The BBC moves on to another questionable tactic: the unverified headcount. It says: “A minority of scientists question whether this means global warming has peaked and argue the Earth has proved more resilient to greenhouse gases than predicted.” The BBC offers no evidence that it is “a minority of scientists” who question whether ‘global warming’ has peaked.
It was this very tactic that the BBC’s “Head of Newsgathering”, Fran Unsworth, deployed when making her public announcement – at a conference of news organizations in Amsterdam in November, 2006 – that the BBC would not in future provide balanced coverage of the climate scare. Here is what she said:
“Once we’d got one person setting the case for man-made global warming, and somebody opposing it, the viewer is probably left with the impression that there’s equal weight to these arguments. And I think that we have now moved on in our coverage of it. There is now a dwindling band of scientists who don’t accept that there is man-made global warming.”
And what expertise does Fran Unsworth have in evaluating how many “scientists” accept or do not accept that there is man-made “global warming”? How many scientific papers has she read? Has she ever read a scientific paper on climate from a peer-reviewed, learned journal? Would she have understood it if she had? We are entitled to ask all these questions, because Fran has adopted the BBC’s traditional tactic of not providing any evidence whatsoever for her proposition, which she merely recites, mantra-like, as though it were an article of blind, religious faith.
Besides, the question is not so much whether there is what Fran describes as “man-made global warming”, as how much of the warming that began in 1700 and ended in 1998 was attributable to human activities, including greenhouse-gas enrichment of the atmosphere. On that question there is not and has never been a scientific consensus: indeed, the IPCC’s calculations of climate sensitivity in each successive quinquennial assessment report are mutually incompatible and contradictory in several fundamental respects.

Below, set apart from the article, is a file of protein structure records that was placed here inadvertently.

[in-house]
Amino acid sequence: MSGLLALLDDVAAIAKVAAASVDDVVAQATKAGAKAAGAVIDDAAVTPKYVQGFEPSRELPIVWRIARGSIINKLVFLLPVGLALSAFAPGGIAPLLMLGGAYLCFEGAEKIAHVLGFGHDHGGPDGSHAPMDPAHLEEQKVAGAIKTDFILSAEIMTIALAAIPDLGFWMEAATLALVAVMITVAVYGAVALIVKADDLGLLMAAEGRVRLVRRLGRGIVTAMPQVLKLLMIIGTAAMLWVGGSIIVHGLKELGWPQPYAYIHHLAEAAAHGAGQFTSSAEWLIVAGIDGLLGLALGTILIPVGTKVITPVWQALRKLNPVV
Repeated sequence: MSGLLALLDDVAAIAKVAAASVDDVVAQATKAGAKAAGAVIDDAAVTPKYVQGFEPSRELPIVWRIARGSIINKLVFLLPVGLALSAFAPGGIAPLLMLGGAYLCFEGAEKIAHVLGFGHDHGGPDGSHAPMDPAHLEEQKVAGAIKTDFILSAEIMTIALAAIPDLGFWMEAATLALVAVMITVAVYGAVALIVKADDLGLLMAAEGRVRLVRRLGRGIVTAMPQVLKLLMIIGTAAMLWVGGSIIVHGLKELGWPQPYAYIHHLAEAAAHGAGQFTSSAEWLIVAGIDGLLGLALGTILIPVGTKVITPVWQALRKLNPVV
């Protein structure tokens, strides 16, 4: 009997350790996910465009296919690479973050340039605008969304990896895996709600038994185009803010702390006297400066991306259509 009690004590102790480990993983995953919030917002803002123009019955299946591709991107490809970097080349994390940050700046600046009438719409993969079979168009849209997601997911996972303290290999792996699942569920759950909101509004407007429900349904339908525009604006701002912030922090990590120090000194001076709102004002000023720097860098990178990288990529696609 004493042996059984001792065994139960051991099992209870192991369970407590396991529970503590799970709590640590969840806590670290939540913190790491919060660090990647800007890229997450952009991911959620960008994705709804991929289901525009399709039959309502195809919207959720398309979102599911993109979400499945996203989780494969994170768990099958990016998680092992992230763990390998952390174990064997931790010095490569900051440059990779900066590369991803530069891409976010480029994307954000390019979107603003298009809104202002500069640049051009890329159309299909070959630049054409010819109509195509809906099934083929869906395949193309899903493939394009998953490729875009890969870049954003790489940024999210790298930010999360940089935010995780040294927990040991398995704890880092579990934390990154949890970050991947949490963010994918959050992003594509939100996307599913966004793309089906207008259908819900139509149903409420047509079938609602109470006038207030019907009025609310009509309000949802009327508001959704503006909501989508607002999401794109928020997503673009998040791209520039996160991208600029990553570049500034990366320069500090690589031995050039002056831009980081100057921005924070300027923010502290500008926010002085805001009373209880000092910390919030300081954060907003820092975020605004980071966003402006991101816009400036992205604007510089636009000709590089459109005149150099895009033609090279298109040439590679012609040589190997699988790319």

Next, the BBC quotes a Mr. Jarraud of the WMO as saying, “When you look at climate change you should not look at any particular year. You should look at trends over a pretty long period and the trend of temperature globally is still very much indicative of warming. La Nina is part of what we call ‘variability’. There has always been and there will always be cooler and warmer years, but what is important for climate change is that the trend is up; the climate on average is warming even if there is a temporary cooling because of La Nina.”
The graph from the Hadley Centre does not demonstrate that “the trend is up or that “the climate on average is warming”, or that there is nothing more than “a temporary cooling because of la Nina.” A diligent journalist would have looked at this graph before interviewing Mr. Jarraud, and would have asked him to explain it further in the light of the very clear evidence to the contrary. The BBC, of course, asked no such questions: Mr. Jarraud was saying what they wanted to hear.
Mr. Jarraud, on being shown the Hadley Centre’s graph, might have replied that the period covered by the graph is too short. And that is why we have gone back 300 years, noticing that the uptrend began in 1700 for well-understood and entirely natural reasons, and continued until 1998. Of course, it is possible that the up-trend will resume in the coming years: increased carbon dioxide concentrations do cause some warming. However, the fact that the warming began 300 years ago, long before the atmospheric concentration of carbon dioxide had begun to rise, and the fact that the warming ceased as solar activity declined from the Grand Maximum, and the fact that global mean surface temperatures today are still well below the median value for the past half-billion years (some 7 degrees K, or 12.5 F, warmer than the present), do suggest that there are credible natural explanations for the warming that has been observed, and that the warming effect of carbon dioxide – whose magnitude is highly speculative, and which the IPCC’s computer models are tuned to assume as a given – may be far less than the assumptions pre-programmed into the models.
Such doubts and cautions as these do not appear in most of the BBC’s reports. Fran Unsworth has publicly made it explicit that the BBC intends henceforth only to present biased coverage of the “climate” scare, just as it whipped up needless and scientifically-unjustified alarm about a host of previous and equally baseless scares, such as “salmonella in eggs”, “Creutzfeld-Jakob Disease in British beef,” and “the bird-flu pandemic”. The BBC was wrong, relentlessly wrong, about each and all of these previous scares, and about many others like them. It is wrong, relentlessly wrong, about the “global warming” scare too. End of scare.